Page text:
Homopolymers or statistical copolymers or block copolymers of propylene with one or several olefins such as ethylene and linear and/or branched C4 to C10 1-olefins are used as polypropylenes. It is practical to use poly-propylene homopolymers and block copolymers with a low ethylene content.

The preferred component b) is a polypropylene with a melt-flow index from 1 to 110, from 5 to 30 ccm/10 min (230° C./2.16 kg).

Component c) Nanodisperse Phyllosilicates

The preferred nanodisperse phyllosilicate is a natural sodium montmorillonite, hectorite, bentonite, or synthetic mica with a cation exchange capacity of 60 to 150 mval/100 g.

It is preferred to use up to 5 percent by weight of phyllosilicates. Compared to Hua Wang et al., these composites are characterized by great strength and rigidity in the freshly molded and conditioned states, reduced water absorption, and improved thermooxidative stability.

Two phases coexist in the nanocomposite blends according to the invention so that the organically intercalated phyllosilicates primarily disperse or exfoliate in the polyamide phase. Accumulation of the exfoliated layers at the boundary surface with the polypropylene phase was not observed using transmission electron microscopy (TEM) (FIG. 4). It is assumed that interaction between the polyamide and polypropylene phases is initiated by the intercalated and delaminated phyllosilicates.

A delaminated phyllosilicate (nanoclay, organically intercalated) in the meaning of this invention are swellable phyllosilicates in which the spacings between the silicate layers were enlarged by reaction with hydro-phobing agents. For montmorillonite, intercalation with suitable, preferably cationic intercalation components results in a layer spacing from 1.2 to 5.0 nm.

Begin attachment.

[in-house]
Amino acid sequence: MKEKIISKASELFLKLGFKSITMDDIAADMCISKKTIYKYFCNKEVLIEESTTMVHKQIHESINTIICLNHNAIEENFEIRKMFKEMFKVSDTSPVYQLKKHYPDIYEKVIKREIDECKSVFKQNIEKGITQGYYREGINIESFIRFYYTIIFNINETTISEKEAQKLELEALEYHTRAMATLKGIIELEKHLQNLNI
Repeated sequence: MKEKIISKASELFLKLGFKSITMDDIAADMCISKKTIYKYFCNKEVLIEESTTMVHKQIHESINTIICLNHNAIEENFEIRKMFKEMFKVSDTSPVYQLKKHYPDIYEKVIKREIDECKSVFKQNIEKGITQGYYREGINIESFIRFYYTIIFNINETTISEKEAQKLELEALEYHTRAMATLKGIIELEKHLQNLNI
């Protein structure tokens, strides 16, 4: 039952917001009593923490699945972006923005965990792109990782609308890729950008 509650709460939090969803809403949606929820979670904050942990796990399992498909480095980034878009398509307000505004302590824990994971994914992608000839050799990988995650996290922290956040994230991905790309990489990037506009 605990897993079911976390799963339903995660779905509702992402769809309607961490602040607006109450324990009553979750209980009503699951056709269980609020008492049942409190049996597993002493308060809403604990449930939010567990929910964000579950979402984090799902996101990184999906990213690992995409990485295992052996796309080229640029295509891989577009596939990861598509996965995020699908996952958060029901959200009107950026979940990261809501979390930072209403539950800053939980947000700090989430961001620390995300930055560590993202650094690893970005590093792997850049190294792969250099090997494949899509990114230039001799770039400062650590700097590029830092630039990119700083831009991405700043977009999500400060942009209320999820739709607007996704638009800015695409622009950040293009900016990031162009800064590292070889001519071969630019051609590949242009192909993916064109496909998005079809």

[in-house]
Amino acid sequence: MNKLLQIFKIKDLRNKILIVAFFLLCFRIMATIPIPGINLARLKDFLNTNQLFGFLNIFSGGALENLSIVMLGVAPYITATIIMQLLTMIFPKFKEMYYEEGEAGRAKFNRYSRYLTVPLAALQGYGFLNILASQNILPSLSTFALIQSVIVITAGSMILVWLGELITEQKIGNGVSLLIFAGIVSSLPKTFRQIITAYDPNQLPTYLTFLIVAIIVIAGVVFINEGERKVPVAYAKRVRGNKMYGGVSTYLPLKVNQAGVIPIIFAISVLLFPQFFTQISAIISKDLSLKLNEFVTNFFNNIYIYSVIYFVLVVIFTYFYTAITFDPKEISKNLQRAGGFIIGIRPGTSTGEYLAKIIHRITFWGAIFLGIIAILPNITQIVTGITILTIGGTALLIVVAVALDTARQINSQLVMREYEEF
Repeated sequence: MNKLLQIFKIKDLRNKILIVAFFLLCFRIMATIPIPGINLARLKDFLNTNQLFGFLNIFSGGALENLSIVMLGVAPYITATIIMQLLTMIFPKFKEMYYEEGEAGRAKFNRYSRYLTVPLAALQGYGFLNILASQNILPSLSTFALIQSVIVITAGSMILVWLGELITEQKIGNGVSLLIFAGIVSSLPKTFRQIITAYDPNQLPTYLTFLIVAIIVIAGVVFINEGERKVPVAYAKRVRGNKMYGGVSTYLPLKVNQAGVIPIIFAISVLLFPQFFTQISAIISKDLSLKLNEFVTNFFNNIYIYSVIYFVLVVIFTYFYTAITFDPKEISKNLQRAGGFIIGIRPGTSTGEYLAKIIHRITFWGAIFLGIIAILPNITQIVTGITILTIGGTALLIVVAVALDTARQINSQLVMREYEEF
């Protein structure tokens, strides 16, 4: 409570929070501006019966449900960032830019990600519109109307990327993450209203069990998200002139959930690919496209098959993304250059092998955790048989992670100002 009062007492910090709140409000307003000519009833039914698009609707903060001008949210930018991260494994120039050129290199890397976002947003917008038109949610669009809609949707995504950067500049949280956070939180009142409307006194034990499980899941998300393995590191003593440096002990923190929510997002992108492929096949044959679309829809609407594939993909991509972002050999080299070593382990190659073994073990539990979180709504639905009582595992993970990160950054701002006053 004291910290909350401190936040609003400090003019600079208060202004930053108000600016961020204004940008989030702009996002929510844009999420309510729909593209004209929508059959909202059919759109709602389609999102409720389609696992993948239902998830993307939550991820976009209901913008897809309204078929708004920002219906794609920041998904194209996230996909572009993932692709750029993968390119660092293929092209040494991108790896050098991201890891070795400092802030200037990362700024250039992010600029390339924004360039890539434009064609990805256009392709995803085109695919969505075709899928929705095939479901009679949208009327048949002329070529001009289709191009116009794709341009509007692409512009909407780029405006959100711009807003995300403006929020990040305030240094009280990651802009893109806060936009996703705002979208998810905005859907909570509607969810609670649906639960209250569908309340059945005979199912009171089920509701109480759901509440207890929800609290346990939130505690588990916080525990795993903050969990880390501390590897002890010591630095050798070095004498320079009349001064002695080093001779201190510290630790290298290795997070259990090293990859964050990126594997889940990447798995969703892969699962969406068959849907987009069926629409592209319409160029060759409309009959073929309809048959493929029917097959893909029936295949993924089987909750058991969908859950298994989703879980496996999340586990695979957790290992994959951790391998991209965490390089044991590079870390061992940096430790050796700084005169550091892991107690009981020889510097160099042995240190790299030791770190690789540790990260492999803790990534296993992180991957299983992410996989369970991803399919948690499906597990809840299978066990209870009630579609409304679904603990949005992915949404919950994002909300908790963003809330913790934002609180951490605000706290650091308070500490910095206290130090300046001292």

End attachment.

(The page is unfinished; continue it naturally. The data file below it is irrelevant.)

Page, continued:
Phyllosilicates with a cation exchange capacity of at least 50, preferably 60 to 150 mval/100 g are preferred. The alkaline or earth alkaline metals that can be exchanged in these swellable phyllosilicates are replaced fully or in part by onium, ammonium, phosphonium, or sulfonium ions in an ion exchange reaction. Swellable phyllosilicates in which 50 to 200% of the replaceable inorganic cations are replaced by organic cations are particularly preferred.

Cationic nitrogen compounds suitable for intercalation are alkylammonium ions such as lauryl ammonium, myristyl ammonium, palmityl ammonium. Other preferred cationic nitrogen compounds are quaternary ammonium compounds such as distearyldimethyl ammoniumchloride and dimethyldistearylbenzyl ammoniumchloride.

Suitable bifunctional cationic nitrogen molecules include, first of all, ω-aminocarboxylic acids such as ω-aminoundecanoic acid, ω-aminododecanoic acid, ω-aminocaprylic acid, or ω-aminocaproic acid.

Other preferred nitrogen-containing intercalation components are caprolactam, lauryllactam, melamine, and oligomeric water-soluble amides.

It is preferred that all nitrogen-containing intercalation components are used in protonated form. All water-soluble organic and inorganic acids are suitable for protonation. Mineral acids such as hydrochloric acid, sulfuric acid, nitric acid and phosphoric acid, as well as acetic acid, formic acid, oxalic acid, and citric acid. Examples of suitable phosphonium ions include docosyl trimethyl phosphonium, hexatriacontyl tricyclohexyl phosphonium, octadecyl triethyl phosphonium, dicosyl triisobutyl phosphonium, methyltrinonyl phosphonium, ethyltrihexadecyl phosphonium, di-methyldidecyl phosphonium, diethyldioctadecyl phosphonium, octadecyl diethylallyl phosphonium, trioctylvinylbenzyl phosphonium, dioctydecylethyl hydroxyethyl phosphonium, docosyldiethyl dichlorobenzyl phosphonium, octylnonyldecylpropargyl phosphonium, triisobutyl perfluorodecyl phosphonium, eicosyltrihydroxymethyl phosphonium, triacontyltriscyanethyl phosphonium, and bistrioctylethylene diphosphonium.